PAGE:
Some recent scholarship has argued that not all types of religion are necessarily separated by mutually exclusive philosophies, and furthermore that the utility of ascribing a practice to a certain philosophy, or even calling a given practice religious, rather than cultural, political, or social in nature, is limited.[81][82][83] The current state of psychological study about the nature of religiousness suggests that it is better to refer to religion as a largely invariant phenomenon that should be distinguished from cultural norms (i.e. religions).[84] Morphological Classification Some scholars classify religions as either universal religions that seek worldwide acceptance and actively look for new converts, or ethnic religions that are identified with a particular ethnic group and do not seek converts.[85] Others reject the distinction, pointing out that all religious practices, whatever their philosophical origin, are ethnic because they come from a particular culture.[86][87][88] Demographical Classification Main articles: Major religious groups
Major religious groups
and List of religious populations The five largest religious groups by world population, estimated to account for 5.8 billion people and 84% of the population, are Christianity, Islam, Buddhism, Hinduism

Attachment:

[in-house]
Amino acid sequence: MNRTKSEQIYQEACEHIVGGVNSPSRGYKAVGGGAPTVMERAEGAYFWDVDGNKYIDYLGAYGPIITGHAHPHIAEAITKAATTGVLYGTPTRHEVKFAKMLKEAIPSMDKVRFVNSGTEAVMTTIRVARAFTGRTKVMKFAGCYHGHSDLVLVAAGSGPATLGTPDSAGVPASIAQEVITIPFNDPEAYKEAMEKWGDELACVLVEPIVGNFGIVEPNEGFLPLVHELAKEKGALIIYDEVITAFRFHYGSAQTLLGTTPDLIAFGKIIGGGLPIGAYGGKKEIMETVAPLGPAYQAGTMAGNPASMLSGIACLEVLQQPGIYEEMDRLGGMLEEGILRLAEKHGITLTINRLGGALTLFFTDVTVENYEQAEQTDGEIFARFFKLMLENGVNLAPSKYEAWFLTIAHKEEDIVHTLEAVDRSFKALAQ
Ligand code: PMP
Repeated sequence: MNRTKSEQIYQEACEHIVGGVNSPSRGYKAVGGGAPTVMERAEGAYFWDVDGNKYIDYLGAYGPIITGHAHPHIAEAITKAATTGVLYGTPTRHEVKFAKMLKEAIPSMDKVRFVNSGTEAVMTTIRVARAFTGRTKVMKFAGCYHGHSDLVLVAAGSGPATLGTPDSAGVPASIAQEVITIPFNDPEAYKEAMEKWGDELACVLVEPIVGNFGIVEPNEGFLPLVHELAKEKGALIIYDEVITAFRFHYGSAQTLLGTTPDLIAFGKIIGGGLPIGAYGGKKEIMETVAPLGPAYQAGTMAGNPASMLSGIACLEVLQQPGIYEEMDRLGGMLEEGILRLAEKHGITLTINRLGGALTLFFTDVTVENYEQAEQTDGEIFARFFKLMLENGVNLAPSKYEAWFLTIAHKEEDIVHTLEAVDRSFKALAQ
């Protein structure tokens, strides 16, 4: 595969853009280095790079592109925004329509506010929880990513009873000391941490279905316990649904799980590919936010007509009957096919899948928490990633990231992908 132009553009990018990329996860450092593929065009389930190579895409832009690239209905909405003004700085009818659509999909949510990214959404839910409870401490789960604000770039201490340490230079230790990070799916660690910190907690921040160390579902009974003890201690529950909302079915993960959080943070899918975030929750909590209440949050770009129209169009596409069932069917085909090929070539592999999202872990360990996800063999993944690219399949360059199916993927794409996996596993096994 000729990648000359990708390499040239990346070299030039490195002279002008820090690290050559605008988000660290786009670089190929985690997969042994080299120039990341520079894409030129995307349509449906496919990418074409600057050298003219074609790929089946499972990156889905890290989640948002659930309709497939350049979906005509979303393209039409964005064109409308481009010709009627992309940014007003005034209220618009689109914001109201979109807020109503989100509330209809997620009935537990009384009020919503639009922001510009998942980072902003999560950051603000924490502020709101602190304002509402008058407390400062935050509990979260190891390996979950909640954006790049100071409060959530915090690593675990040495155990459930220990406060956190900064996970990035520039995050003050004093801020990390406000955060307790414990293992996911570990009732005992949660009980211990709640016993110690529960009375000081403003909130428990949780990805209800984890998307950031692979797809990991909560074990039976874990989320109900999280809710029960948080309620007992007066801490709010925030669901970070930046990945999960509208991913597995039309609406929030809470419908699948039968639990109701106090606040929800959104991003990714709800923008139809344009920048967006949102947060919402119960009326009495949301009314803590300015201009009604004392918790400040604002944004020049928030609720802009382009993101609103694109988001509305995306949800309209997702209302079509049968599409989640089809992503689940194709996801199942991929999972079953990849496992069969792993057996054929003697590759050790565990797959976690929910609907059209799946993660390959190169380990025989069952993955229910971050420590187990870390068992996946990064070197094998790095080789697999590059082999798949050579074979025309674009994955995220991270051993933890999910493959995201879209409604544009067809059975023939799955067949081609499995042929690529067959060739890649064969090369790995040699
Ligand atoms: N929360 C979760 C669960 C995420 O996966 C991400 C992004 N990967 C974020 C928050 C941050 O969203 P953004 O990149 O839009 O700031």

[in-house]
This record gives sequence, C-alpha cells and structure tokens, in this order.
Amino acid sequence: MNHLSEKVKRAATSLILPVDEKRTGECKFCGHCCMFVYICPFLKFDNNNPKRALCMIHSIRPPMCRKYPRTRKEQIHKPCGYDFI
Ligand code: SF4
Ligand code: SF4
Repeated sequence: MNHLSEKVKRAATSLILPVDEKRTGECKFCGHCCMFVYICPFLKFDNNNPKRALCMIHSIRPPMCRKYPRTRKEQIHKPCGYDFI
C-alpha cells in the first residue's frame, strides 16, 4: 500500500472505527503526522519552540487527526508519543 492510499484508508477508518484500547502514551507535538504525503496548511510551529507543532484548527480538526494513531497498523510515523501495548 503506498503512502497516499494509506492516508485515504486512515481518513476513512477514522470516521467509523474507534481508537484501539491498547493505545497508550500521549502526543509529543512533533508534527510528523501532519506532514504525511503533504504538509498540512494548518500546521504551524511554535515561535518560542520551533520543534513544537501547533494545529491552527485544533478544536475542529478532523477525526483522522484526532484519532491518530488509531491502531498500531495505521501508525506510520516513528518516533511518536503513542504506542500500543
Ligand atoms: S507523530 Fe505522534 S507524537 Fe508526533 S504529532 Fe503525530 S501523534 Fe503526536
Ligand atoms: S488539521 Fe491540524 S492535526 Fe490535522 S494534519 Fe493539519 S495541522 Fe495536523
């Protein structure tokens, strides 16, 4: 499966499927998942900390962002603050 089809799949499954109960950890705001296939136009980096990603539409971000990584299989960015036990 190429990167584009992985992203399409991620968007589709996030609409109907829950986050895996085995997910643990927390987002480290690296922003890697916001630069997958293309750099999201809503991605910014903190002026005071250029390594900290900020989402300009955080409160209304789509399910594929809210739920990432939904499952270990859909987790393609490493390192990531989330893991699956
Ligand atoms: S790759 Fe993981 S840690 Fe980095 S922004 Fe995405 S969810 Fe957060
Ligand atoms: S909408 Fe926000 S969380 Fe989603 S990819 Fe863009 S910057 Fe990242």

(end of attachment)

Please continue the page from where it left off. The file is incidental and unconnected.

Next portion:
Hinduism
(with the relative numbers for Buddhism
Buddhism
and Hinduism
Hinduism
dependent on the extent of syncretism) and traditional folk religion.

Five largest religions 2010 (billion)[10] 2010 (%) 2000 (billion)[89][90] 2000 (%) Demographics

Christianity 2.2 32% 2.0 33% Christianity
Christianity
by country

Islam 1.6 23% 1.2 19.6% Islam
Islam
by country

Hinduism 1.0 15% 0.811 13.4% Hinduism
Hinduism
by country

Buddhism 0.5 7% 0.360 5.9% Buddhism
Buddhism
by country

Folk religion 0.4 6% 0.385 6.4%

Total 5.8 84% 4.8 78.3%

A global poll in 2012 surveyed 57 countries and reported that 59% of the world's population identified as religious, 23% as not religious, 13% as convinced atheists, and also a 9% decrease in identification as religious when compared to the 2005 average from 39 countries.[91] A follow up poll in 2015 found that 63% of the globe identified as religious, 22% as not religious, and 11% as convinced atheists.[92] On average, women are more religious than men.[93] Some people follow multiple religions or multiple religious principles at the same time, regardless of whether or not the religious principles they follow traditionally allow for syncretism.[94][95][96] Geographical Classification Abrahamic

The patriarch Abraham
Abraham
(by József Molnár)

Abrahamic religions
Abrahamic religions
are monotheistic religions which believe they descend from Abraham. Judaism

The Torah
Torah
is the primary sacred text of Judaism.

Judaism
Judaism
is the oldest Abrahamic religion, originating in the people of ancient Israel and Judea. The Torah
Torah
is its foundational text, and is part of the larger text known as the Tanakh
Tanakh
or Hebrew Bible. It is supplemented by oral tradition, set down in written form in later texts such as the Midrash
Midrash
and the Talmud. Judaism
Judaism
includes a wide corpus of texts, practices, theological positions, and forms of organization. Within Judaism